The wrong (size) trousers

I said I was back on it.

And I am.

Sort of.

Well, I am being better, at least.

This morning however…….

Work trousers.

You know when you do that thing of keep wearing the same thing? And then you find something in the back of the wardrobe you’d kind of forgotten about and decide to wear it.  I did that. With some work trousers.

Only to find that they didn’t fit.

Neither did the next pair.

When I lost all my weight, I felt so amazing. I couldn’t understand why people ever put weight back on again. Why people did the yo-yo thing.

Because when you had worked so hard, why would you undo it all?  Give it up?

Oh, but the bad habits are so easy to slip back in to.

I lost six stone. I celebrated the milestone last summer.  I have recently put 11lb back on.

This is where it stops. Right now. This is my promise to myself. No more.

There are only two options. Lose it again, or buy bigger clothes.

In the past, I did the latter. Only that’s the start of a slippery slope, as I know well. Because a size 16 turns into a size 18 turns into a 20 and so on.

This time, I chose the former. Again.

So a little bit better isn’t good enough.

I know what to do. I have the qualifications and experience after all.

More water. More protein.  More exercise.

Less sugar. Less sitting on the sofa.

Fewer carbs. Fewer calories.

Fewer excuses.

Trousers, I am coming to get you.

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Eventing Again.

2017-05-14 06.47.21I haven’t done a fitness event of any kind since last July. Plans for several runs last year went out of the window when I relocated, and other life stuff got in the way.

Part truth… part excuse, if I’m harsh on myself.

Last year, I signed up to the Moonwalk with some good friends. If you haven’t heard of it, the Moonwalk raises money to fight breast cancer.  It’s a walk through the night, either 15 miles or a full marathon.

What I didn’t know when I signed up for it was how much of an issue I would have fitting in any training – and how much my fitness levels would have slipped back.  I also didn’t know my own mother was going to be diagnosed with the disease in a matter of weeks.  The fundraising suddenly got a little more personal.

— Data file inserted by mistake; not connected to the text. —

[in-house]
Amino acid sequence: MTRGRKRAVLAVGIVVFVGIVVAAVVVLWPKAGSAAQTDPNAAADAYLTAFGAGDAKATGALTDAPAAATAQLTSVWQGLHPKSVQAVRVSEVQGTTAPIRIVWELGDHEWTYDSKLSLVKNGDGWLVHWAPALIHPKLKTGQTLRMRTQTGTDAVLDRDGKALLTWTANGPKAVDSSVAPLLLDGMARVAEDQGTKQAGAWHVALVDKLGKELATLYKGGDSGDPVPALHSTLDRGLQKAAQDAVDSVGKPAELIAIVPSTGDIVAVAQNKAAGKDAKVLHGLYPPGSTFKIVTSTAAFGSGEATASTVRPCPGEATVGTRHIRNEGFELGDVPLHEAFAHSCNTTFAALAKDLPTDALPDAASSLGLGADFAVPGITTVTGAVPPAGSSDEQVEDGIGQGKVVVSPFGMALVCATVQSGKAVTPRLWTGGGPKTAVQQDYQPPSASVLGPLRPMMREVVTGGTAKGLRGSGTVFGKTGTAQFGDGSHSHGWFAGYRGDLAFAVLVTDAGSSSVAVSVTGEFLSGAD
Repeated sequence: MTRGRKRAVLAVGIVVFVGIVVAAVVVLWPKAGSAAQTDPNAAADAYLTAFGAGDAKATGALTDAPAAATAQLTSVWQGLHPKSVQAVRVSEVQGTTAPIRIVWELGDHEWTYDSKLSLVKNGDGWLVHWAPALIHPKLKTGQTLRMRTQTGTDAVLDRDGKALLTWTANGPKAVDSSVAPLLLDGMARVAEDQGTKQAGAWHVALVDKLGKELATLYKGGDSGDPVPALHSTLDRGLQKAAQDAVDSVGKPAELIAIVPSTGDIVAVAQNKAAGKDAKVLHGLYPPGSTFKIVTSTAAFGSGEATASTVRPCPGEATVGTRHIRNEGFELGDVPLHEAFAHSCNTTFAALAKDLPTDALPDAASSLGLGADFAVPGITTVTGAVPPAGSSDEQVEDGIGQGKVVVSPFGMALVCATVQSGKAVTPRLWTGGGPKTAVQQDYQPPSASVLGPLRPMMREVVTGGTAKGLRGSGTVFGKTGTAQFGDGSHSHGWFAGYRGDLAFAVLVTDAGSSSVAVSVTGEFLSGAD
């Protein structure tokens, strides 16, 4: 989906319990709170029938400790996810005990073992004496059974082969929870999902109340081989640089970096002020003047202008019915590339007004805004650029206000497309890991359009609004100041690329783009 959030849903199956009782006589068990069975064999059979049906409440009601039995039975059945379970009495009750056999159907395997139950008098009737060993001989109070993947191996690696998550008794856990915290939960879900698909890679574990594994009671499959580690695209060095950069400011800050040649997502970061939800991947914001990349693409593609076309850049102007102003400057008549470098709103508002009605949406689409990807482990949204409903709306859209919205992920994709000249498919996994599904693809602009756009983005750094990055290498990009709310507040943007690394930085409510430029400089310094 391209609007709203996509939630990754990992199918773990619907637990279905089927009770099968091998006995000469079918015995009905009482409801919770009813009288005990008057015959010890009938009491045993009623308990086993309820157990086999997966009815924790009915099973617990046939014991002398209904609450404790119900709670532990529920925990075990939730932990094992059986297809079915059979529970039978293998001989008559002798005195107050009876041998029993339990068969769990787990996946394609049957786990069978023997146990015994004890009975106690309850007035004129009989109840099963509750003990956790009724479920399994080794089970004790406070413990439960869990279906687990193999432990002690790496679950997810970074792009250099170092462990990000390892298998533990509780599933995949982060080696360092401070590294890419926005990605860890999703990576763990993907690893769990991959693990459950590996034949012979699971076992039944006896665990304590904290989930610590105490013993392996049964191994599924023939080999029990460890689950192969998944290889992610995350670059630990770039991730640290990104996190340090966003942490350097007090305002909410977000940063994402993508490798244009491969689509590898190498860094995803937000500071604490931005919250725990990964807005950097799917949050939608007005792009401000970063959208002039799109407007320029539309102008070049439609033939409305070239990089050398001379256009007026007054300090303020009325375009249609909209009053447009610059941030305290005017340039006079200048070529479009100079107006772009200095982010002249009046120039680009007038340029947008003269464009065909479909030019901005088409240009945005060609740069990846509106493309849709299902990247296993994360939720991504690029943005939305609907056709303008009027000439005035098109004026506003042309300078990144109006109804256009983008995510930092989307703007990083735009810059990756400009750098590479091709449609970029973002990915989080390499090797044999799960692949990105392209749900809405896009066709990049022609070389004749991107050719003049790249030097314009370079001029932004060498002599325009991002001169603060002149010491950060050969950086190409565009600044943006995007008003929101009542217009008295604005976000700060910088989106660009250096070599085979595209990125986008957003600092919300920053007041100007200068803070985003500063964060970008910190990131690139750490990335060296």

I moved house a few days before the walk. An old knee injury was giving me some hassle, mainly as a result of carrying too many boxes up and down too many stairs.  On the night I set out to walk a marathon. My knee, coupled with a hip problem I have had since my teens, scuppered my plans.  After four and a half hours of continuous walking through the streets of London, as the sun started to come up, I realised I didn’t have another 13 or so miles in my leg.  So I reluctantly dropped onto the shorter route, completing it in six hours.

It meant that I didn’t get to walk across the finish line with my friends. It did mean a couple of other things though.

It reminded me how much I love a big event. Getting the pack with your number in through the post. Walking to the venue with all of the other competitors. The build-up on the day.  Waiting for your turn to do the thing.  Crossing a finish line.  Competing only with yourself.

It also meant that I was back in the game. Kind of.  I have much fitness to regain.  Once again, I have weight to lose. But it has begun. Again.

It reminded me too, that diet and exercise is, and always will be, a constant challenge to be faced.  And it is very, very easy to slip back into bad habits.

I was disappointed not to have done the full walk. But did not finish is better than did not start, which is better than didn’t even register because I didn’t believe that I could.  When you stand on a  start line at an event, you are doing more than most people ever do.

Onwards and upwards.